For anyone that has ever sunk up to their oxters in the peat mud on the top of Slieve Gullion, attempting to walk from the south cairn to the lake and beyond, the news that a new trail is a step closer will be welcome.

The existing, undefined track is seriously eroded and forms an unsightly scar on the top of this beautiful mountain. Walking the mountain can be quite risky in poor weather when the deep peat hags or holes loom up unexpectedly out of the mist. Even in dry weather, the worn surface, littered with large boulders, cracks and steep cuts does not make for pleasant walking.

Recently, experts from “Walking the Talk”, a company with many years of experience in designing upland trails, undertook an in-depth survey of the route. Their recommendations include relocating existing boulders to create safe steps and innovative techniques, such as, using sheep’s wool as a base for the new trail. It is hoped work will start in the autumn. Contractors will use modern techniques to reduce damage and disturbance to the mountain, including helicopter flights to bring aggregate to the precise spot it is needed. The end result will be a sustainable, ecologically sound and attractive path, that will safely allow the 31,000 walkers who brave the summit each year, to extend their walks and make the most of this lovely area.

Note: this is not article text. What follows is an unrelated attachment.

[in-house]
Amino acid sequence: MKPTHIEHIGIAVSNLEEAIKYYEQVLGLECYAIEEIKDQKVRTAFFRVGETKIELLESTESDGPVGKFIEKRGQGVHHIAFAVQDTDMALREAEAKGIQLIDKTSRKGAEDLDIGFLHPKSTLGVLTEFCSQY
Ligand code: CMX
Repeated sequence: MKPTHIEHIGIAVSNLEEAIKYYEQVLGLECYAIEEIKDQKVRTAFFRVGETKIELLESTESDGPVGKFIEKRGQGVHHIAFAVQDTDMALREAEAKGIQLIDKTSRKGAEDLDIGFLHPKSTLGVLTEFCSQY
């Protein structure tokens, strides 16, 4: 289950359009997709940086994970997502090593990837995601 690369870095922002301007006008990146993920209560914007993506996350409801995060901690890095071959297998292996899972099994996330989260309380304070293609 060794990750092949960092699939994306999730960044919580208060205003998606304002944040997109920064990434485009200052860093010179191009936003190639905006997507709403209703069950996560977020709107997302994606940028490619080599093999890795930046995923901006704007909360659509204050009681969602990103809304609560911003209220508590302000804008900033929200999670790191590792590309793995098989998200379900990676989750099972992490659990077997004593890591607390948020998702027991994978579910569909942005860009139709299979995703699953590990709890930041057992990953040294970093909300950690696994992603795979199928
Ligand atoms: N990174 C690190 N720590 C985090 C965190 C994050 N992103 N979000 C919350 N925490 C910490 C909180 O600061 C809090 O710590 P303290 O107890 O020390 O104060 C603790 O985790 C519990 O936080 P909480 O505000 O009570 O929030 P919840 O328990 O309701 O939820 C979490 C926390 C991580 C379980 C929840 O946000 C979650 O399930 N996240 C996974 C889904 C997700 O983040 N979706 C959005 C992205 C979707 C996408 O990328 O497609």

Beginning our ASCENT

Update published on: October 20, 2016


ASCENT, a new innovative project to collectively address the environmental challenges facing seven northern European upland areas, including peaks in the Ring of Gullion and the Mournes was officially launched by the Cathaoirleach of Donegal County Council, Cllr Terence Slowey on Thursday, the 20th of October, 2016.

Read the full story here – Beginning our ASCENT.

Lottery Funded
NIEA DoE N&M DC Biodiversity